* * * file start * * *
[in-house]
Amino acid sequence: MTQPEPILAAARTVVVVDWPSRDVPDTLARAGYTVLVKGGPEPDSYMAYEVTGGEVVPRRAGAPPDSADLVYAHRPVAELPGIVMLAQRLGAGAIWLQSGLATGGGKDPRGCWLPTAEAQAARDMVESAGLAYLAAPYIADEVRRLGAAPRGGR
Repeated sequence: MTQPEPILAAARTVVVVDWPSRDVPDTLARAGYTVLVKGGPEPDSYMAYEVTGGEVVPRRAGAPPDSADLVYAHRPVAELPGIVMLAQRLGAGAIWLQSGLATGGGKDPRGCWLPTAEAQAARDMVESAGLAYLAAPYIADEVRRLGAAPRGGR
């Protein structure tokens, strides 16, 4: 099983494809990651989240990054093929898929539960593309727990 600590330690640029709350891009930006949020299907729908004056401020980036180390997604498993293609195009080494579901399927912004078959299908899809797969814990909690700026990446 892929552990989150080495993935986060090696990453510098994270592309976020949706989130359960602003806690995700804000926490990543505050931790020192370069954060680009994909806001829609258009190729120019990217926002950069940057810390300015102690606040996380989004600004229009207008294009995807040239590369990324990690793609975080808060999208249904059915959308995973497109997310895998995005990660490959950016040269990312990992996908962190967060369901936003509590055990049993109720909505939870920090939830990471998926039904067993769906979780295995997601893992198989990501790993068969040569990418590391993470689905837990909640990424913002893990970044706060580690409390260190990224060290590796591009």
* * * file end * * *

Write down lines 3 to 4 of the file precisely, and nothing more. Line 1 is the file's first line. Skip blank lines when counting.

Repeated sequence: MTQPEPILAAARTVVVVDWPSRDVPDTLARAGYTVLVKGGPEPDSYMAYEVTGGEVVPRRAGAPPDSADLVYAHRPVAELPGIVMLAQRLGAGAIWLQSGLATGGGKDPRGCWLPTAEAQAARDMVESAGLAYLAAPYIADEVRRLGAAPRGGR
């Protein structure tokens, strides 16, 4: 099983494809990651989240990054093929898929539960593309727990 600590330690640029709350891009930006949020299907729908004056401020980036180390997604498993293609195009080494579901399927912004078959299908899809797969814990909690700026990446 892929552990989150080495993935986060090696990453510098994270592309976020949706989130359960602003806690995700804000926490990543505050931790020192370069954060680009994909806001829609258009190729120019990217926002950069940057810390300015102690606040996380989004600004229009207008294009995807040239590369990324990690793609975080808060999208249904059915959308995973497109997310895998995005990660490959950016040269990312990992996908962190967060369901936003509590055990049993109720909505939870920090939830990471998926039904067993769906979780295995997601893992198989990501790993068969040569990418590391993470689905837990909640990424913002893990970044706060580690409390260190990224060290590796591009």